Flying Into Chapter 11
Two more airlines, Delta and Northwest, filed for protection from creditors, putting nearly half of the industry in bankruptcy proceedings. Both carriers said they would shrink and impose yet another round of pay cuts on employees. Without a change in pension law, they may also be forced to terminate their underfunded plans and hand them over to the government. Meanwhile, bankrupt US Airways sealed its merger with America West, and United plans to emerge from three years of reorganization in February.
Japan's Broad Mandate
Japan's Prime Minister Junichiro Koizumi won a broad mandate from voters to deregulate and open up an economy finally crawling out of a decade of stagnation. Koizumi had called a snap election after rejection of his plan to privatize Japan's giant postal network, which symbolized the inefficiency and political corruption embedded in its non-export sectors. His Liberal Democratic party and coalition partners won enough of a majority in the lower house of parliament to override votes in the upper chamber.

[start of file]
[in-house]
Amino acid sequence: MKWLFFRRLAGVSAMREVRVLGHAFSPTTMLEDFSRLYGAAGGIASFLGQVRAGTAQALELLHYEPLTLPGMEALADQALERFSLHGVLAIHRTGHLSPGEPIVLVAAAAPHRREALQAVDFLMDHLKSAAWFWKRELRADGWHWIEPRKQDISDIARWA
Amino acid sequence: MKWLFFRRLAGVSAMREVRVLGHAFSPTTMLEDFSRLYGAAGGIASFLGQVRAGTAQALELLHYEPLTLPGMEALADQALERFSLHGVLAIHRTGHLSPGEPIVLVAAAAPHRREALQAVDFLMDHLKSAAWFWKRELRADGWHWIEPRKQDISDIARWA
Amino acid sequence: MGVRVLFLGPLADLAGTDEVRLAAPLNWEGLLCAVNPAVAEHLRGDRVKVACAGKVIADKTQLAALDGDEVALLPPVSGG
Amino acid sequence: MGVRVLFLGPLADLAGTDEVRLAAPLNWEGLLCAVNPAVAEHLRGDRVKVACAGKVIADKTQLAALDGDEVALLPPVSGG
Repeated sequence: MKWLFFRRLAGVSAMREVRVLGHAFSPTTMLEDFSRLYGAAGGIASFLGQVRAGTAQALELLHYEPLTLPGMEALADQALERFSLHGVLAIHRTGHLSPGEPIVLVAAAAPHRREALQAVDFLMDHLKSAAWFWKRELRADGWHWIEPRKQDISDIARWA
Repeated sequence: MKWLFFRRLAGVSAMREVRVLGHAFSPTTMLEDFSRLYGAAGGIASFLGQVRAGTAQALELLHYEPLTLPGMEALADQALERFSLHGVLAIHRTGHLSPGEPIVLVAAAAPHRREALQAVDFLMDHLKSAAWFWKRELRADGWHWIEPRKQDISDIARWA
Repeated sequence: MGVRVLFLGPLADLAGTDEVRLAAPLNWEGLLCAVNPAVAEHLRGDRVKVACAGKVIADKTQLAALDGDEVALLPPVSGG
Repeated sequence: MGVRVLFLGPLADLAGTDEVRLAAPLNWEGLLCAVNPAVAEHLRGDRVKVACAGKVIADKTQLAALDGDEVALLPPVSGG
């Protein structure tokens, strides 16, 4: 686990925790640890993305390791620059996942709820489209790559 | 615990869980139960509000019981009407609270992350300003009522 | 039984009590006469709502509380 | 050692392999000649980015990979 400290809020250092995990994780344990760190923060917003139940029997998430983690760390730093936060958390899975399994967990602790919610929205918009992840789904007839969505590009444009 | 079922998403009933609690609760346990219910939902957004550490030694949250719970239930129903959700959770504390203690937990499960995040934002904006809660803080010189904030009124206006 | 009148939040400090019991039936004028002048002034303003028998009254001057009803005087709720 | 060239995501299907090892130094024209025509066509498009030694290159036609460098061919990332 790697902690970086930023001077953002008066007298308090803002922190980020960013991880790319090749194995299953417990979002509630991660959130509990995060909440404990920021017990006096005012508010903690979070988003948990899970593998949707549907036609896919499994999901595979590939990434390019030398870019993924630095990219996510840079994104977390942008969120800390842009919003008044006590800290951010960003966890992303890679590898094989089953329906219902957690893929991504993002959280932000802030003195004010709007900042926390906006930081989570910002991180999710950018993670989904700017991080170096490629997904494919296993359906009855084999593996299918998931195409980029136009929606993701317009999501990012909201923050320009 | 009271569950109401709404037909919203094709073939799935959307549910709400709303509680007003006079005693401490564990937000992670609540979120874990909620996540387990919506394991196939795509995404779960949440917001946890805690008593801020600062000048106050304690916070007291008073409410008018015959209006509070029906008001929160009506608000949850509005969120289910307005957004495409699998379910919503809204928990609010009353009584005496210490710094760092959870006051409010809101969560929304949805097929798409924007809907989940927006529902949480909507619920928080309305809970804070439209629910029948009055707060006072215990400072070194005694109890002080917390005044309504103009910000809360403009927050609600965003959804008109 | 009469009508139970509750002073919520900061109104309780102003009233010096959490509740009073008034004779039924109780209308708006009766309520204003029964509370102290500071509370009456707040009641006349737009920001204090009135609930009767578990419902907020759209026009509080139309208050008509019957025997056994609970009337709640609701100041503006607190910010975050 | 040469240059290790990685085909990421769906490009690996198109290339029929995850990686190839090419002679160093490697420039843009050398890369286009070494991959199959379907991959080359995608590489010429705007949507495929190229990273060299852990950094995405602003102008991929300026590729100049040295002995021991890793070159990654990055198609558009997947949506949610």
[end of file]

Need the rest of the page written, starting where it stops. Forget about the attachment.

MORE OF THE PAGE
Big week for Oracle's humble founder Lawrence J. Ellison. The software giant agreed to buy Siebel Systems, founded by former protege Thomas M. Siebel. The deal, valued at $5.53 billion, represented a 17 percent premium, moving Oracle close to the size of industry leader, SAP. Ellison also agreed to settle a four-year-old shareholder lawsuit accusing him of insider trading. Under the settlement, he agreed to donate $100 million to charity -- and $22.5 million to the plaintiff's lawyers. The shareholders will get nothing.
Microsoft Eyes AOL
With investor Carl Icahn pursuing a proxy contest and pushing for divestitures of lagging divisions, Time Warner stepped up secret talks with Microsoft about a possible joint venture with America Online. Among the options: Microsoft investing in AOL, merging the sales forces of AOL and Microsoft's MSN network, or combining the two online services in a separate entity. The talks could prompt Google, which raised $4.18 billion in new equity last week, to try to stymie Microsoft by strengthening its own ties to AOL.
The Best a Razor Can Get?
The razor wars heated up. Gillette unveiled a new razor that features five blades, with or without vibration. There's even a sixth blade for trimming increasingly popular beards and mustaches. Following its tried-and-true formula, Gillette will launch its new product with a big advertising campaign and a discount to get existing customers to buy the $3-plus blades. But it faces competition from a reenergized Schick, whose four-blade cartridge has shaved five percentage points off Gillette's market share.